In 1937, Eugene O'Neill and his wife, Carlotta, purchased a 158-acre ranch in the hills above Danville, California where they built Tao House, a refuge that they hoped would be their final home. The name "Tao House" was inspired by O'Neill's interest in Eastern thought and Carlotta's passion for Oriental art and decor. Tao, a pivotal concept in ancient Chinese philosophy and religion may be translated as knowledge, morality, ultimate truth, or simply as "the Way." Isolated from the world within the walls of Tao House, O'Neill would write his final and most masterful plays, including The Iceman Cometh, A Moon for the Misbegotten, and Long Day's Journey Into Night. Today, Tao House is the Eugene O'Neill National Historic Site.
In 1916, Eugene O'Neill became involved with a group of writers and other theatre artists who founded the Provincetown Players, a theatre company whose primary goal was the production of new and experimental plays. By producing what were generally considered "non-commercial" plays, the Provincetown Players allowed writers to experiment with new ideas and theatrical styles. Freed from the commercial restraints that had typically forced playwrights and directors to take the safe and already trodden path, a truly American theatre began to develop. O'Neill quickly became the group's most prolific and successful playwright, and when, in 1929, he decided to deal directly with Broadway, the group disbanded. Other writers associated with the Provincetown Players include Susan Glaspell, Mary Heaton Vorse, Djuna Barnes, Edna St. Vincent Millay, and e.e. cummings.
Long Day's Journey Into Night tells the story of the Tyrone family: James Tyrone Sr., a famous actor who gave up successful career as a Shakespearean actor to appear in a long-running and commercially succesful, but artistically unfulfilling play; Mary Cavan Tyrone, his wife, long lost in the haze of a morphine addiction acquired when the difficult delivery of her son Edmund was complicated further by the incompetence of her doctor; Edmund, the Tyrone's youngest son, a poet suffering from a respiratory condition and deep disillusionment with the world; and James Jr., Edmund's alcoholic ne'er-do-well brother. The play is autobiographical, and each of the characters represents a member of O'Neill's own family. It was written for his wife Carlotta, to whom O'Neill presented it on the occasion of their twelfth wedding anniversary in 1941. Not produced until three years after O'Neill's death, Long Day's Journey Into Night earned him a posthumous Pulitzer Prize and returned him to his rightful place at the forefront of American drama.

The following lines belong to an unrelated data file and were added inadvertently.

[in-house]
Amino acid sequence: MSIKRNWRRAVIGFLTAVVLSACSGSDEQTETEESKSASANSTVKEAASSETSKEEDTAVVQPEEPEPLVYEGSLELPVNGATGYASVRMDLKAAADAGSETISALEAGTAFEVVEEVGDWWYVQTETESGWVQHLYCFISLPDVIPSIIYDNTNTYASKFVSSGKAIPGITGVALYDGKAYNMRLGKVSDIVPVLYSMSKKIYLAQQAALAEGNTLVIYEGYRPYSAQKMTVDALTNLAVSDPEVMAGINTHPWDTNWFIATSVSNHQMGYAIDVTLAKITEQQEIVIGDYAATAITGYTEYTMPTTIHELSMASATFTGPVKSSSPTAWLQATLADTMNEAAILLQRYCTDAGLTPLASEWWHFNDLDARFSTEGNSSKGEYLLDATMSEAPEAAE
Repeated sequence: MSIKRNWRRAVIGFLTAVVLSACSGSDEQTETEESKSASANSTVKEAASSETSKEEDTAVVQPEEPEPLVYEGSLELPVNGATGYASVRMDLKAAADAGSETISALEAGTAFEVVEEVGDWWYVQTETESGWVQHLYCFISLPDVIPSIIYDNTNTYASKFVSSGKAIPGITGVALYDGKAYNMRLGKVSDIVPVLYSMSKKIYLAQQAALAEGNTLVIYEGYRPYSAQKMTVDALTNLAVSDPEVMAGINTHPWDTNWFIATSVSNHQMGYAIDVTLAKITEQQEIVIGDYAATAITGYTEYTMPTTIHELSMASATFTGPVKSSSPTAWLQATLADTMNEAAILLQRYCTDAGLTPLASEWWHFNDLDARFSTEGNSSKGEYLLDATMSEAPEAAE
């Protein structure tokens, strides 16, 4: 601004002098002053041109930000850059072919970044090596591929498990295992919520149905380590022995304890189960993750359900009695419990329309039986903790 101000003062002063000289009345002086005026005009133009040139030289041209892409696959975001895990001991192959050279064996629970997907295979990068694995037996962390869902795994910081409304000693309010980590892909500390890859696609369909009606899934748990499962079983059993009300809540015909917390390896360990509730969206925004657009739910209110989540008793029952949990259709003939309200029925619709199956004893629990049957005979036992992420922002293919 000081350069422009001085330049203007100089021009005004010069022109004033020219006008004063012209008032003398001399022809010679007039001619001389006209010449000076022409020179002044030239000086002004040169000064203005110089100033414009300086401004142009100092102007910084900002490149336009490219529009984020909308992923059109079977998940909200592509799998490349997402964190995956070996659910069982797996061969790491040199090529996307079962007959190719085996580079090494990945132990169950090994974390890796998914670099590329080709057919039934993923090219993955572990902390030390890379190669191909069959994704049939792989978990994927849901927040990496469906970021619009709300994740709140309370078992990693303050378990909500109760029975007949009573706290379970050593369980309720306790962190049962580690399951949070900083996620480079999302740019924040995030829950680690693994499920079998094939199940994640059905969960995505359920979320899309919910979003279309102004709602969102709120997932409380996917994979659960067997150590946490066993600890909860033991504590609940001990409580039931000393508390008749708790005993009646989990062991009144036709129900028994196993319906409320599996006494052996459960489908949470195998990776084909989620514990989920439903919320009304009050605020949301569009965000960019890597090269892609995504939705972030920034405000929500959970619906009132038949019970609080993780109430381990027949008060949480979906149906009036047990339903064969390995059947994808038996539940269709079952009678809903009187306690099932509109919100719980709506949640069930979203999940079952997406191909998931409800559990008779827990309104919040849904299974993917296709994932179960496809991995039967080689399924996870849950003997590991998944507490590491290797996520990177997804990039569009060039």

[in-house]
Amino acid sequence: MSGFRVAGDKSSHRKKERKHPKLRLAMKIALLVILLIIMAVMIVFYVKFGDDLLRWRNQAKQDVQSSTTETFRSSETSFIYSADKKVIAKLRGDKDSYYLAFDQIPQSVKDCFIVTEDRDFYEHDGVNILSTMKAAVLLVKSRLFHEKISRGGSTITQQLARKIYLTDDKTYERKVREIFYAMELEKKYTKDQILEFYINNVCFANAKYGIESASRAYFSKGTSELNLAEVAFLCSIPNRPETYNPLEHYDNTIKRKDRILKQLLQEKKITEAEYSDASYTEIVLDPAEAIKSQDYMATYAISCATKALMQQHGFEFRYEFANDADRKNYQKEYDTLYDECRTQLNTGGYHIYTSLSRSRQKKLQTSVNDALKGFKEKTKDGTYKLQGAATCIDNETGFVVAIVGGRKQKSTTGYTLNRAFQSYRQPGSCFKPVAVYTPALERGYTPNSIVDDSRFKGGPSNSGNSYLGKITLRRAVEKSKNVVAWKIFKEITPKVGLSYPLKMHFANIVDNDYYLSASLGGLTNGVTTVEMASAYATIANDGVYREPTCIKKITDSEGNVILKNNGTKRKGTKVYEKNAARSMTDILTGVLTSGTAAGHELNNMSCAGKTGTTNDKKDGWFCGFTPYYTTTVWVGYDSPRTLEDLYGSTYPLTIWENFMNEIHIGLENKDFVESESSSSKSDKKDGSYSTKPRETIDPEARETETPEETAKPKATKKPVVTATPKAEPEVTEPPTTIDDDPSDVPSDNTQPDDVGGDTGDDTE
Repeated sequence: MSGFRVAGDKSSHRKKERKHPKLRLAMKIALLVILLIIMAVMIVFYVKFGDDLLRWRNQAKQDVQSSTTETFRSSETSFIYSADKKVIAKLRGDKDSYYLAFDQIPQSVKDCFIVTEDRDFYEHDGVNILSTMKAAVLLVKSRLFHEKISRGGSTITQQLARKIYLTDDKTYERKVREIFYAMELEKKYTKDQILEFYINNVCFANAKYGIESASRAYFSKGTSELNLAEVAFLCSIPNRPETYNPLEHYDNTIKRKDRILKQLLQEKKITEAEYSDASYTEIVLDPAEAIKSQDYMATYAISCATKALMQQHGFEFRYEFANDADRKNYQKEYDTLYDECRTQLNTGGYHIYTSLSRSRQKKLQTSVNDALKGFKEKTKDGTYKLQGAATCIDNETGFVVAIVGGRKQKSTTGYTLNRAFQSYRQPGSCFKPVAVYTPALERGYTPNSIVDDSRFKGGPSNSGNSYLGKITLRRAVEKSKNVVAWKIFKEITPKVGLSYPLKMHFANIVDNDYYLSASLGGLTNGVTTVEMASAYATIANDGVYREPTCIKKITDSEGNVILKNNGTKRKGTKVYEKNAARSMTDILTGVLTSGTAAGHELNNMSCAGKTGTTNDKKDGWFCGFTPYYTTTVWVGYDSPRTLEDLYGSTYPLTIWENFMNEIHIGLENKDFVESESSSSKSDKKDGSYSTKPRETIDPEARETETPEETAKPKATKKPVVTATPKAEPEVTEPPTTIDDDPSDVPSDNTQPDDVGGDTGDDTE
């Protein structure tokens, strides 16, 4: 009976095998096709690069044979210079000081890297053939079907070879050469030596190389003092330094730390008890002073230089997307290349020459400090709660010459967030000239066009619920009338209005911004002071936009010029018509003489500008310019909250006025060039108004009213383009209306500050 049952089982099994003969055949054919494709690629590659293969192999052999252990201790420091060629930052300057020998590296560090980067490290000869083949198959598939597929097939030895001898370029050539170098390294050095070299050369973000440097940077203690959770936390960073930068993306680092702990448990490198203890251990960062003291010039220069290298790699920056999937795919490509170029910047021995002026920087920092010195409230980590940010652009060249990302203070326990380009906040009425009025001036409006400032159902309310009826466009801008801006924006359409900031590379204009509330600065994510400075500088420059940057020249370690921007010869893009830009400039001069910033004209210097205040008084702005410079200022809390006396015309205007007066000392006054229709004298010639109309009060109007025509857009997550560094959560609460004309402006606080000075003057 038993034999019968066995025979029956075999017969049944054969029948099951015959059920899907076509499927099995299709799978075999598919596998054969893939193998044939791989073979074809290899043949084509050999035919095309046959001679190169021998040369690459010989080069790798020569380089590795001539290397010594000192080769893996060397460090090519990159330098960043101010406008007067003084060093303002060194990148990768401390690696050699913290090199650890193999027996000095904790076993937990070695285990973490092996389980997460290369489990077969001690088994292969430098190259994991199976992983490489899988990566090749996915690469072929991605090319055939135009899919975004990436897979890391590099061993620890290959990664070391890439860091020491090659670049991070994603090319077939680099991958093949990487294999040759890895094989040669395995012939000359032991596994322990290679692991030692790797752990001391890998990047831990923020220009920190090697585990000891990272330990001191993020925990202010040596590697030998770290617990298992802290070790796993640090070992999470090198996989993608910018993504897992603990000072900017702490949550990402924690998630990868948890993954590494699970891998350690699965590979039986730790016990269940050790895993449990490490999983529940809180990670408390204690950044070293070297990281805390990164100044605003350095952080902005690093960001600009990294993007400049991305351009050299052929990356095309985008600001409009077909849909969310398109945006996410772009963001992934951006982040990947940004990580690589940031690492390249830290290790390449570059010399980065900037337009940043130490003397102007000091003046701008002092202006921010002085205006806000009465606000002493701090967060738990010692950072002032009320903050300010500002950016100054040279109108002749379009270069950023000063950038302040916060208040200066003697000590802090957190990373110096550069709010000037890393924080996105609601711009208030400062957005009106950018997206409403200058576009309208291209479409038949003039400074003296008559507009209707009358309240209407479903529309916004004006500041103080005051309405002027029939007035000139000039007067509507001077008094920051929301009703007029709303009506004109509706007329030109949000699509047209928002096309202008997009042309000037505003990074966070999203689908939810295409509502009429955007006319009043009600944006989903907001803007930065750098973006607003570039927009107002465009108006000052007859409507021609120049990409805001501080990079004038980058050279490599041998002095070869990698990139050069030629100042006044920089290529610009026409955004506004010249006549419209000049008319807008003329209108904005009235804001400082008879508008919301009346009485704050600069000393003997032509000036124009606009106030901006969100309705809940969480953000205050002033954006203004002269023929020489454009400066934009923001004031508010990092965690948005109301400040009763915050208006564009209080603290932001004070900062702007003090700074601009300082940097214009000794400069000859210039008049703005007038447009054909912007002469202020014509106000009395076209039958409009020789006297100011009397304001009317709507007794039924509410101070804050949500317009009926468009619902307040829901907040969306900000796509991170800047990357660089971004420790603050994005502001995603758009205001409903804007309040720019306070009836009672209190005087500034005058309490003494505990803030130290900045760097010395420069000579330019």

In 1943, Eugene O'Neill disinherited his only daughter, Oona, for marrying the actor Charlie Chaplin -- Oona was only 18 and Chaplin was 54. In spite of the age difference, however, it turned out to be a perfect match. The couple remained married until Charlie's death in 1977 and had 8 children, including Geraldine, their oldest daughter, who became an actress and appeared in many movies such as Dr. Zhivago (1965) and Chaplin (1992) in which she portrayed her own grandmother. After her husband's death, Oona, who had devoted herself completely to supporting his career, finally fulfilled her own dream of becoming a film actress, appearing in the movie Broken English (1981). She died of pancreatic cancer in 1991.
In Mourning Becomes Electra -- a trilogy consisting of the plays Homecoming, The Hunted, and The Haunted -- Eugene O'Neill transplants the Greek myth of Orestes into Civil War-era New England. Mourning Becomes Electra tells the tale of the cursed Mannon family which is thrown into turmoil when General Ezra Mannon returns a hero from the Civil War only to be murdered by his wife Christine who has been having an affair with Captain Adam Brant. The general's two children, Lavinia and Orin, take revenge on their mother and her lover but afterwards find themselves overwhelmed with guilt. Eventually, Orin commits suicide, and Lavinia boards herself up in the family's decaying mansion, resigned to spend eternity with the doomed Mannon ghosts.
Eugene O'Neill died on November 27, 1953, at the age of 65, and was buried in Forest Hills Cemetery in Boston. The first American Playwright to win the Nobel Prize in Literature (1936), O'Neill is generally considered to be the first truly great American dramatist.